Geologists’ Association Guide No 57
By Rory N Mortimore
This was the first GA guide I ever bought, and I suspect it is still the best. My copy is more than well-thumbed and water-damaged, through many a happy trip to the south of England to collect, what a friend describes as “white fossils in white rock”.
I don’t share his lack of enthusiasm, as I think that collecting from, and understanding, the not homogenous and not uniform chalk are fascinating things to do and the south (with relatively soft rock) is one of the best place to do so in the world.
In this way, The Chalk of Sussex and Kent uses eight itineraries to illustrate what was extremely new work in 1997 on the Chalk, especially its stratigraphy, sedimentology and tectofacies. Each is designed to illustrate the evidence that suggests that the underlying tectonic structure influenced chalk sedimentation history. Evidence is also pointed out to identify transgression events and rhythmic sedimentation.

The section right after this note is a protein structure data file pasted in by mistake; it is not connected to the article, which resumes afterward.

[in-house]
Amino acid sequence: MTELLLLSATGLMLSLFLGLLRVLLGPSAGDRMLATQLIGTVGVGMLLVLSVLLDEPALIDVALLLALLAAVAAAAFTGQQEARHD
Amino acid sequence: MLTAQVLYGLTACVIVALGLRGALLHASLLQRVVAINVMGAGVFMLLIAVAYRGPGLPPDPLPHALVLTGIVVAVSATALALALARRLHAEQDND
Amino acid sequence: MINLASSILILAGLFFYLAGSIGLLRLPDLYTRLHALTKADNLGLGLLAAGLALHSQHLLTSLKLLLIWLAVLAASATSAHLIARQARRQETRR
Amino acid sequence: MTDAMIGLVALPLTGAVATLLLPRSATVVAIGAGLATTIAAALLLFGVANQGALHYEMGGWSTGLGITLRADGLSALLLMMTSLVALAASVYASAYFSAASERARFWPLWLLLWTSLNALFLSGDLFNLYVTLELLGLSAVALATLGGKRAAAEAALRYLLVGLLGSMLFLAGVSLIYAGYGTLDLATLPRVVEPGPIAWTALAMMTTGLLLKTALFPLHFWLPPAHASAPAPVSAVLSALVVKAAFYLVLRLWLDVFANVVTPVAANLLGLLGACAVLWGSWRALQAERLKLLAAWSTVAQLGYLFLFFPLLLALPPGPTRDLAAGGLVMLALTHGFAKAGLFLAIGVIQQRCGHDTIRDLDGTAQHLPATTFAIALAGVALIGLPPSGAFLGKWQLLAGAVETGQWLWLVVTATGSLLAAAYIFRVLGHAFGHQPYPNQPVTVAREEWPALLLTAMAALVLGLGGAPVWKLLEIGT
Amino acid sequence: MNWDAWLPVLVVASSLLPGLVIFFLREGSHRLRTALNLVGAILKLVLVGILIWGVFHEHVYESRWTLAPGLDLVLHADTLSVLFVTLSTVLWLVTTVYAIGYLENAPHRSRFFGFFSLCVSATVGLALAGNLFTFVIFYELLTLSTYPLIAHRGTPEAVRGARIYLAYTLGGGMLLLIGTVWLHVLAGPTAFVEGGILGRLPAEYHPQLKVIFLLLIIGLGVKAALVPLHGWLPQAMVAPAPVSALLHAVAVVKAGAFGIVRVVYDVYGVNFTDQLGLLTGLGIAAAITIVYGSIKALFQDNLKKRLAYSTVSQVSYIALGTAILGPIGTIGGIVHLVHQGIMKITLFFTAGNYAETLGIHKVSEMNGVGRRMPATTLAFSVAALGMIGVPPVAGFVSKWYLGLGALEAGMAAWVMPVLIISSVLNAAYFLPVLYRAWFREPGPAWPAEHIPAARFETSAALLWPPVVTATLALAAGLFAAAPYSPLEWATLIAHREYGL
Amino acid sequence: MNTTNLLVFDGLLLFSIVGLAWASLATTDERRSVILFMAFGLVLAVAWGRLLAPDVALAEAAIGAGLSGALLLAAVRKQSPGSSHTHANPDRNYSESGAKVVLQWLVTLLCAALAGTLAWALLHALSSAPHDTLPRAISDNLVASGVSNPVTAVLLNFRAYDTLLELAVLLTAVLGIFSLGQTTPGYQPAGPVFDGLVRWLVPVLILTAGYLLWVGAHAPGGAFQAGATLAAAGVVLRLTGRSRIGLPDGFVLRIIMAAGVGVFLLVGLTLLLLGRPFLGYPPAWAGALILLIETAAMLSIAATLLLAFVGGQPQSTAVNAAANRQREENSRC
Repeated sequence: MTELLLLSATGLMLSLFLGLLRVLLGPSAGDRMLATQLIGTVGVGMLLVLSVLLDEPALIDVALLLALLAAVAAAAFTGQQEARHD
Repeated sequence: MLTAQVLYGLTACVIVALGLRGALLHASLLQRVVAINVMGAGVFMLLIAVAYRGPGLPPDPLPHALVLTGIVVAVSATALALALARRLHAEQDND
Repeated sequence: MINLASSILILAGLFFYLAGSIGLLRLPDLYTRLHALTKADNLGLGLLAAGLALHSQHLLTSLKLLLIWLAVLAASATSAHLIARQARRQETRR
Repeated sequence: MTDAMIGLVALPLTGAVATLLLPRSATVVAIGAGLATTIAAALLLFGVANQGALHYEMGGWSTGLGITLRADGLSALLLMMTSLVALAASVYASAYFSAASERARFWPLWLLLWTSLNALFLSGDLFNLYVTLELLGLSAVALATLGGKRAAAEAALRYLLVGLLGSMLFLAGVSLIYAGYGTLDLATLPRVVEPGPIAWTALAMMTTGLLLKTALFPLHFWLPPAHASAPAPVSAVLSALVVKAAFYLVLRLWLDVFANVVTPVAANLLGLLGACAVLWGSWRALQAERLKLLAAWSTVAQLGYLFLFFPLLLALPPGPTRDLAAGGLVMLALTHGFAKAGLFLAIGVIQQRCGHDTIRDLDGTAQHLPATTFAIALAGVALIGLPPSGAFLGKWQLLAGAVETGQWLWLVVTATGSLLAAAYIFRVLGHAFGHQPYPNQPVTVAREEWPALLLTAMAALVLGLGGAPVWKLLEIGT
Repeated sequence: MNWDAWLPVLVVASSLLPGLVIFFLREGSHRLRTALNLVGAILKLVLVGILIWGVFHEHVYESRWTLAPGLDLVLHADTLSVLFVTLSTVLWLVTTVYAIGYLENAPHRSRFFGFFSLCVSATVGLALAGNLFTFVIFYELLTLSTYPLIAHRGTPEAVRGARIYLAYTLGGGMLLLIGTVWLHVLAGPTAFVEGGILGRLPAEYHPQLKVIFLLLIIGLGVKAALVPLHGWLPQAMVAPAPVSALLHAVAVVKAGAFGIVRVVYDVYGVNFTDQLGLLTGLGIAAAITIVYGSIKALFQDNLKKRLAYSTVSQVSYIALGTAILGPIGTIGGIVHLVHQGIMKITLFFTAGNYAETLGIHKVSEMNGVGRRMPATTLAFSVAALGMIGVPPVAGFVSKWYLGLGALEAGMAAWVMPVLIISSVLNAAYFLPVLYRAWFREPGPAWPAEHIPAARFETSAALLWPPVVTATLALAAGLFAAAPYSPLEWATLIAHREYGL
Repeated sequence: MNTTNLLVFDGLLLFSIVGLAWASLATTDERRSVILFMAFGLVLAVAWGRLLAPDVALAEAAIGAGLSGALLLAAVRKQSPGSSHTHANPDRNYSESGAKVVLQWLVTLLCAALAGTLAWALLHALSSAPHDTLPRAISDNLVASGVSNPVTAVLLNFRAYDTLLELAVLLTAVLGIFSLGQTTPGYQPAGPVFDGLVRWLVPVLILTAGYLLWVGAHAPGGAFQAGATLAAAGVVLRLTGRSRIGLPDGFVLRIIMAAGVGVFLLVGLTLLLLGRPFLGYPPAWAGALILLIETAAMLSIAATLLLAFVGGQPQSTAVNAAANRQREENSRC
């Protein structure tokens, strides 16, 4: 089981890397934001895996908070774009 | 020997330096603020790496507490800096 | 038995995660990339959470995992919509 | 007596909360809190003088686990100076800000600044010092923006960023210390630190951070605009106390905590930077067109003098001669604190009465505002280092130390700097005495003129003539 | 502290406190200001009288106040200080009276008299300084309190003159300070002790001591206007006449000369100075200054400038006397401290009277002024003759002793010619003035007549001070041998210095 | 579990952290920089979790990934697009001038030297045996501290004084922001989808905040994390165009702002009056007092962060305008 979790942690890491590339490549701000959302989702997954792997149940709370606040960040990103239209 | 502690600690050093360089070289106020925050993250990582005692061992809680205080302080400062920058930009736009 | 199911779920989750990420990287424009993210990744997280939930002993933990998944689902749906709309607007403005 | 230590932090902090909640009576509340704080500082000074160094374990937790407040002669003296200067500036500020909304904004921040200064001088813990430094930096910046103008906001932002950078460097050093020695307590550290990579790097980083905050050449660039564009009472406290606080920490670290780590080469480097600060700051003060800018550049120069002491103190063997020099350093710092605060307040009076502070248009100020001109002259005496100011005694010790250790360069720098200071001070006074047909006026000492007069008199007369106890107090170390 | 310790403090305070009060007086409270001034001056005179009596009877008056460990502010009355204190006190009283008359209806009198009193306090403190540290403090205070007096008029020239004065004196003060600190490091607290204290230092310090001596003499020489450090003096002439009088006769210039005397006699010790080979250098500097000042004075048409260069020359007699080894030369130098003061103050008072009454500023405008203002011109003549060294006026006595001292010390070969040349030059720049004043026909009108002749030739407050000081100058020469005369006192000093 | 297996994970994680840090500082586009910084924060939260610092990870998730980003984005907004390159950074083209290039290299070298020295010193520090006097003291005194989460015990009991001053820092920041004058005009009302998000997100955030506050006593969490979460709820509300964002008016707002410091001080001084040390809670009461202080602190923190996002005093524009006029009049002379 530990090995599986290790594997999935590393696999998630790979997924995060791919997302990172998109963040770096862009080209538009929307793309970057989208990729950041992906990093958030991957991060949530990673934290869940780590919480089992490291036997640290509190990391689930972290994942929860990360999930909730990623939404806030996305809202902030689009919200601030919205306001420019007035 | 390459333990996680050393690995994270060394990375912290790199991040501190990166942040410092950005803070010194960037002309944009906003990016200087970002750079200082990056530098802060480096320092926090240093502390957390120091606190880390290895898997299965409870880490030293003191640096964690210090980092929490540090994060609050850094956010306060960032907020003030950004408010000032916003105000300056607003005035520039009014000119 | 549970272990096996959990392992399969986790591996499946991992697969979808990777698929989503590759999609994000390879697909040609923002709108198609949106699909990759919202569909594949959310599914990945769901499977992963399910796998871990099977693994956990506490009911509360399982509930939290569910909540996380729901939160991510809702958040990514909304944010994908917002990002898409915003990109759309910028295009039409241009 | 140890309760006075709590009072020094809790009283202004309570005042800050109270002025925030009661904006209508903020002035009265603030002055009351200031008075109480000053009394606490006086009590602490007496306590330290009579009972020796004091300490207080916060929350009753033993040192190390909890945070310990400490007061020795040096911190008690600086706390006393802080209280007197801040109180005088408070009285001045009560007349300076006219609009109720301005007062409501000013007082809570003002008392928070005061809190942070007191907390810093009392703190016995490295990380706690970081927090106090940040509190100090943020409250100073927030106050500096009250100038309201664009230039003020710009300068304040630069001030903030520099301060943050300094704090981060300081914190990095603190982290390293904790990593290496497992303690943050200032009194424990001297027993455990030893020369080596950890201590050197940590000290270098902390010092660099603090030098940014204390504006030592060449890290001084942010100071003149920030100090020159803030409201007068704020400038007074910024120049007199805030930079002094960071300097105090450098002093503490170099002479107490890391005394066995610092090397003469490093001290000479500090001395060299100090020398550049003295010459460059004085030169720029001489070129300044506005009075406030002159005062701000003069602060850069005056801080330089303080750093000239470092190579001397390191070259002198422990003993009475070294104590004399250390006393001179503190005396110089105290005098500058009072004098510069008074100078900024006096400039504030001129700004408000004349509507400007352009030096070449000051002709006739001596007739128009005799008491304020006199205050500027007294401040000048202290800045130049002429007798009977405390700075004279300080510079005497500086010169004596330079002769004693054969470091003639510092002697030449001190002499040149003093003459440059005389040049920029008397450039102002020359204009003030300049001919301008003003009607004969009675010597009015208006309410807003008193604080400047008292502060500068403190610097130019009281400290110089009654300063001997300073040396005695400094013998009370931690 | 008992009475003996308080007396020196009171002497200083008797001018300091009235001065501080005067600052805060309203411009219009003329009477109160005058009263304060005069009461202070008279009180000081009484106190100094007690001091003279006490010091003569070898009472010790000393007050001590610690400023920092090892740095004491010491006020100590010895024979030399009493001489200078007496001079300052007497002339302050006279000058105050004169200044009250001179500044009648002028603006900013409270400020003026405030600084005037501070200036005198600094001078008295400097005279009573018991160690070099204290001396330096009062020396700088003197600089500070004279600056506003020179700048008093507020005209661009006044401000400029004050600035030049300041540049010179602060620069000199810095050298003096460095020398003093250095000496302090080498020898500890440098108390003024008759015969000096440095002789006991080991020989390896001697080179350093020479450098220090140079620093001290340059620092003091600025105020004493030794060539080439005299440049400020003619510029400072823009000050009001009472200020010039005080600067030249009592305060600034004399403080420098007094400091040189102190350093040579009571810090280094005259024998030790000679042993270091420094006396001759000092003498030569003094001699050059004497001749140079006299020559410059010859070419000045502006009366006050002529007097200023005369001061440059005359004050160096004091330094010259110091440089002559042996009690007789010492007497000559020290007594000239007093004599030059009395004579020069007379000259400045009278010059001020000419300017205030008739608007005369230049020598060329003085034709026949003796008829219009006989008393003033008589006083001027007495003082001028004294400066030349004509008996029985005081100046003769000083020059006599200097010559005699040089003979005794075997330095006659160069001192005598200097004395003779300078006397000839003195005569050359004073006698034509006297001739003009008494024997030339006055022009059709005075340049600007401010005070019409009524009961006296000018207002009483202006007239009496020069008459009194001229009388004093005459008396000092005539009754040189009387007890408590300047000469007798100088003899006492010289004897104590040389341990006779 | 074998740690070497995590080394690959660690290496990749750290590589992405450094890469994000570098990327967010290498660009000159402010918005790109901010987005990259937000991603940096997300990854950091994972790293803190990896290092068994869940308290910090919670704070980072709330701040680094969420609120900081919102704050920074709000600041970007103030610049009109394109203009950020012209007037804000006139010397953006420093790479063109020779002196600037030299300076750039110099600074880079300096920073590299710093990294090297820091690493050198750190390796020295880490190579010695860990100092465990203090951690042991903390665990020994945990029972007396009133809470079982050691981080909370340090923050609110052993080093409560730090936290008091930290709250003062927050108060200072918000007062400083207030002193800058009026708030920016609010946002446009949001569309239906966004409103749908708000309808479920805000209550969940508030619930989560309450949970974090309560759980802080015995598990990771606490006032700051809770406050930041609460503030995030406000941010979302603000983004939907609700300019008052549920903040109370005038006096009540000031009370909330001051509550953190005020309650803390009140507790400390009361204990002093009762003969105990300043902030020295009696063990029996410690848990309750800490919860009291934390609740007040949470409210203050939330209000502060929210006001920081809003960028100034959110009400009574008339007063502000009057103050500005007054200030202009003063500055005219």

That is, the chalk is very interesting, notwithstanding that it also creates beautiful places to visit and explore.
The itineraries include:
- Sussex: The Lewis and Mount Caburn Chalk Pits.
- Sussex: Holywell – Beachy Head – Birling Gap – Seven Sisters.
- Sussex: Seaford Head.
- Sussex: Newhaven to Brighton.
- Sussex: The Adur Valley – Beeding Quarries.
- Kent: Folkestone.
- Kent: Dover East Cliff to Margaret’s at Cliffe.
- Kent: The Isle of Thanet.
When I was last in contact with Rory over his book, Logging the Chalk, I mentioned a review of a new edition of this guide and he was very enthusiastic. That was quite a while ago and nothing has been forthcoming. However, there are a lot of white holes (tunnels) through white rock being dug at the moment, which need his expertise, so I don’t blame him at all. However, come on Rory, don’t keep me waiting much longer.
The Chalk of Sussex and Kent, Geologists’ Association Guide No 57, by Rory N Mortimore, The Geologists’ Association, London (1997), 139 pages (paperback), ISBN: 0-780900717833.